Oyster farming. (Photo: Edison Barbieri, pesca.sp.gov.br)
Oyster farming encouraged in Paraná
Tuesday, May 03, 2011, 16:40 (GMT + 9)
The Ministry of Fishery and Aquaculture (MPA) gave artisanal fishermen of Paraná the first authorizations to use coastal water to develop sustainable oyster farming projects.
It is expected that the new activity generates income for the families of artisanal fishermen in the area as they are in a socio-economic vulnerable conditions due to the reduced fishing quotas.
This time, 101 families will benefit from the oyster farming through the implementation of 11 projects in Guaratuba, Paranaguá, Pontal do Paraná and Guaraqueçaba.
According to the MPA superintendent in Paraná, José Wigineski, five full time professionals have already been hired to serve fishermen.
To develop these 11 initiatives, Paraná Institute of Technical Assistance and Rural Extension (Emater), the Paraná Environmental Institute and the Ministry of Science and Technology are offering their support.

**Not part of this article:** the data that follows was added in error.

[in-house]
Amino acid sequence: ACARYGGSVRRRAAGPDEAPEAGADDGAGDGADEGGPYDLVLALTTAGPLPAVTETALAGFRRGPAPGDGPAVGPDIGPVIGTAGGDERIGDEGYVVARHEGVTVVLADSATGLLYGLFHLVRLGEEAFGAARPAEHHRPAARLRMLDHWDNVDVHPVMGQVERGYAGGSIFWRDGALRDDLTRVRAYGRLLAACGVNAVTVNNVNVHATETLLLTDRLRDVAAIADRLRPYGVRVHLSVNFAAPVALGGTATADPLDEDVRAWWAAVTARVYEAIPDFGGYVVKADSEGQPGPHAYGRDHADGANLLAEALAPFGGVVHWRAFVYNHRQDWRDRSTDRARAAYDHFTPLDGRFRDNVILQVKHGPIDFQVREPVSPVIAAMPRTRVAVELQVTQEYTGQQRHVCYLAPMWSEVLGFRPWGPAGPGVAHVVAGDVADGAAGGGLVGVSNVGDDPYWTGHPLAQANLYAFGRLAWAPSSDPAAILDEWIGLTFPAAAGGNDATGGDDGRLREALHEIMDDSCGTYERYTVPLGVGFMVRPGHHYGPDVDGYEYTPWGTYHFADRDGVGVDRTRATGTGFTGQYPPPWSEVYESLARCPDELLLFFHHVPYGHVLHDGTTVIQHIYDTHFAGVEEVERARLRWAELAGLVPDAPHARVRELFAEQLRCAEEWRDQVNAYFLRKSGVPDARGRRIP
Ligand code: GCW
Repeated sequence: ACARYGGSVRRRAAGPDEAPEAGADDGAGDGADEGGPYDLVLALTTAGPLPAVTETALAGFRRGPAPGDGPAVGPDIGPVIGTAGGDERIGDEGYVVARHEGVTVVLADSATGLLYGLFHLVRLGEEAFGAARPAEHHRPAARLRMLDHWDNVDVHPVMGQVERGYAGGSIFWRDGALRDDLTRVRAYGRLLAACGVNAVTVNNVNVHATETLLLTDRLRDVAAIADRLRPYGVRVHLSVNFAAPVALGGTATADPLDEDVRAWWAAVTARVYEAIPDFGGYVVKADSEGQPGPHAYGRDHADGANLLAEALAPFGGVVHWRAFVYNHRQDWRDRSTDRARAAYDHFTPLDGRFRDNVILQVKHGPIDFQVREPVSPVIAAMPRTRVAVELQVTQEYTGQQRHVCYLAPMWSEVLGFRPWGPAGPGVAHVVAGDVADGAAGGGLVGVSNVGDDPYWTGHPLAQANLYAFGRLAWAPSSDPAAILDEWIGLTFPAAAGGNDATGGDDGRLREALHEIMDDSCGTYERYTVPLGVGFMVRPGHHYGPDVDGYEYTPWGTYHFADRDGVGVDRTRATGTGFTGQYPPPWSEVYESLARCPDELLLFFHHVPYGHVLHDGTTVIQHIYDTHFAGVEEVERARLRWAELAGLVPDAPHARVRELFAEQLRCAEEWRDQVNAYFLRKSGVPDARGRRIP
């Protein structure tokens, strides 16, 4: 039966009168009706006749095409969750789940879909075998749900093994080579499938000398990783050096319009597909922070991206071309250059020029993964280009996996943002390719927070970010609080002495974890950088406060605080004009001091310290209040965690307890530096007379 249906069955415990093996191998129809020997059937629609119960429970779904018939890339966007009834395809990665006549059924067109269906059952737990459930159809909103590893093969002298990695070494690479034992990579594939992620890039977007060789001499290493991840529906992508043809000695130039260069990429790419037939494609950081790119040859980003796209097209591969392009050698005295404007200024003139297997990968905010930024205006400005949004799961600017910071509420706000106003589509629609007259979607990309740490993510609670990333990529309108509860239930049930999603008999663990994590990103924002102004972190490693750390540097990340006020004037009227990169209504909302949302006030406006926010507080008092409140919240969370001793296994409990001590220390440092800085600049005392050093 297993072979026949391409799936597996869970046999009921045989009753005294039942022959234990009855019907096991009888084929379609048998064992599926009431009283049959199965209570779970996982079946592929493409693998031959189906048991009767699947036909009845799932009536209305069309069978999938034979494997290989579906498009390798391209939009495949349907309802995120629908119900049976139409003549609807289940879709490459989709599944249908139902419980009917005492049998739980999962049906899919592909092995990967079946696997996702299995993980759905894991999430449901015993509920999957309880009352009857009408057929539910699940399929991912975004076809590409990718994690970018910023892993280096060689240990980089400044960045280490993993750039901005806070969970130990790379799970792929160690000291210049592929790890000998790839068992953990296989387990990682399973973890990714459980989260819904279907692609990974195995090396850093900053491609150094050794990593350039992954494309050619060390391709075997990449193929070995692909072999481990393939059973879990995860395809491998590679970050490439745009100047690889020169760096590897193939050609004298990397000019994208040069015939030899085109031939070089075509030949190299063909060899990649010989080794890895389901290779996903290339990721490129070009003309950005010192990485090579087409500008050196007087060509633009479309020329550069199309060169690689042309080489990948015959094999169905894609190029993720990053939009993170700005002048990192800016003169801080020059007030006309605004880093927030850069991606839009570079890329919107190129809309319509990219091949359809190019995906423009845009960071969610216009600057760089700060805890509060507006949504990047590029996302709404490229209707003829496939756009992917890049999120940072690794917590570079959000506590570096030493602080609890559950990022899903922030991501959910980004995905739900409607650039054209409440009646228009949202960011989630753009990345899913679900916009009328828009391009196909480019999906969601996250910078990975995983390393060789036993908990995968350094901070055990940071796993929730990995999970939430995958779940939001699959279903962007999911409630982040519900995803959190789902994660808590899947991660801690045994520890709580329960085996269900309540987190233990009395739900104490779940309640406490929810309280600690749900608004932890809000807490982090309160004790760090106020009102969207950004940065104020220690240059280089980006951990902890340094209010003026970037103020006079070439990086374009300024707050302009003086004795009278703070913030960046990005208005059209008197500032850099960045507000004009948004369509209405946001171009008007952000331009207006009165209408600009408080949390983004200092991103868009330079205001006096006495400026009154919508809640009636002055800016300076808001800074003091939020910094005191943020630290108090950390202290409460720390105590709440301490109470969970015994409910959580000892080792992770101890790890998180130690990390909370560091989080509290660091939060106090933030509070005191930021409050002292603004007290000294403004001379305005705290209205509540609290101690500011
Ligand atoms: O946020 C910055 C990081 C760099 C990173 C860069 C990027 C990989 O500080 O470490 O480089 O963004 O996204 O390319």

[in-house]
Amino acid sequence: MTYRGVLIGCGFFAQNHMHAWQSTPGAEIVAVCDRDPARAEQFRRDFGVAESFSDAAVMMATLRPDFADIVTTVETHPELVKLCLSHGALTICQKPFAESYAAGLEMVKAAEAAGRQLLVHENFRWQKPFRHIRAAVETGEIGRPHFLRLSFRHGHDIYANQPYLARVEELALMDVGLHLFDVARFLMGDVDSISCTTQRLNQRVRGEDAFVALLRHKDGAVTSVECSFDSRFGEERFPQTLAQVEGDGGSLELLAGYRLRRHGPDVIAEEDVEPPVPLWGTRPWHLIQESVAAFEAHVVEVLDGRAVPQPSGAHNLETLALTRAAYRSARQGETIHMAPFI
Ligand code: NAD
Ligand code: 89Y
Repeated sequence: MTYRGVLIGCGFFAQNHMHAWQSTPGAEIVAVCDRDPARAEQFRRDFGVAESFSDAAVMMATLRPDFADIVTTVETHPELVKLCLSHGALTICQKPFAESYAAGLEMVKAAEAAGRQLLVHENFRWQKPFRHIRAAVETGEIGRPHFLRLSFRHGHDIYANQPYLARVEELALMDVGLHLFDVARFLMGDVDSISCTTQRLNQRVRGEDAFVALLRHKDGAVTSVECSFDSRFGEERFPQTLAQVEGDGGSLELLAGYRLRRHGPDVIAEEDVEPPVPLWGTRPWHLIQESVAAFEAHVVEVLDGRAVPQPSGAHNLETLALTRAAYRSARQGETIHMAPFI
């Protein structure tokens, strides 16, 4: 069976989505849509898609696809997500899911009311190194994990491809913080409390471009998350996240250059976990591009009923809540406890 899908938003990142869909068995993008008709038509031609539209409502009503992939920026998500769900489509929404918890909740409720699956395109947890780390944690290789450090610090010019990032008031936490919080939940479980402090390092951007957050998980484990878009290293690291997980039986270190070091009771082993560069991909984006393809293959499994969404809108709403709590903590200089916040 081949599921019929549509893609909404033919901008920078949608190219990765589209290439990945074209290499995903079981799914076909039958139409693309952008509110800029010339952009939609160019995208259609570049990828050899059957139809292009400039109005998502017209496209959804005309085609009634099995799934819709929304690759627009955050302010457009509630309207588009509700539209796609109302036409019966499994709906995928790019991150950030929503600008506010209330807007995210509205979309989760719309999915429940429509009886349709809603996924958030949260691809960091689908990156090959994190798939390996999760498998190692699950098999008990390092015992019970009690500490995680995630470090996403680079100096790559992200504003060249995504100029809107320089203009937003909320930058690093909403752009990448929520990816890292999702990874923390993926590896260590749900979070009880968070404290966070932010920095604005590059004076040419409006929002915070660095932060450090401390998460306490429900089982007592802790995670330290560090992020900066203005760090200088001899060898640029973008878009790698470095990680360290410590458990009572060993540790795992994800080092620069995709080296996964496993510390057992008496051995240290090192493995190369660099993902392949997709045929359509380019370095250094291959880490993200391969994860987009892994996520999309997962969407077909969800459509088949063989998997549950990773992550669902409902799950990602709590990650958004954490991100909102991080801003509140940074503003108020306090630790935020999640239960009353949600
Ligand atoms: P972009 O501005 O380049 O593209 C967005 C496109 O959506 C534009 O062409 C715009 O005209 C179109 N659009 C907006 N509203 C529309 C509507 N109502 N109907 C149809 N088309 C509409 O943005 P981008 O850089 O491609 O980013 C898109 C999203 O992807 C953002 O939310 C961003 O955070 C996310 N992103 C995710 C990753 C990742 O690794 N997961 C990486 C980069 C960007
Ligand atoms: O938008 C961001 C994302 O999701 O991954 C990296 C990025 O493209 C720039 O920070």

The state coordinator of the Emater Aquaculture and Fishery Project, Luiz Danilo Muehlmann, stated that fishermen will receive an average monthly income of two national minimum wages.
"Every family is receiving the authorization to occupy 1,600 square meters of water, 200 square meters with effective farming and 1,400 square meters area considered as a dilution one. The production of each family must reach the 3,500 dozen oysters a year," he explained.
Proponents of the projects also aim to achieve a technological development, the government of the State of Paraná informed.
"The water temperature, transparency, pH and salinity are measured daily, in addition to data on labor, income and expenses of farms," said Muehlmann.
Today, on the coast of Paraná about 6,000 fishermen work and most of them depend on artisanal fishing for a living.
Astrogildo José Gomes de Melo, Emater fishing engineer in Paranaguá, believes that "there is an urgent search for alternative income generation, for example, with oyster farming."
"Today, the collection of income depends on the location of fish schools, the weather, the sea conditions. When the worker enters the mariculture, he stops being an adventurer to become the manager of his own business, capable of programming their profits," Gomes de Melo explained.
By Analia Murias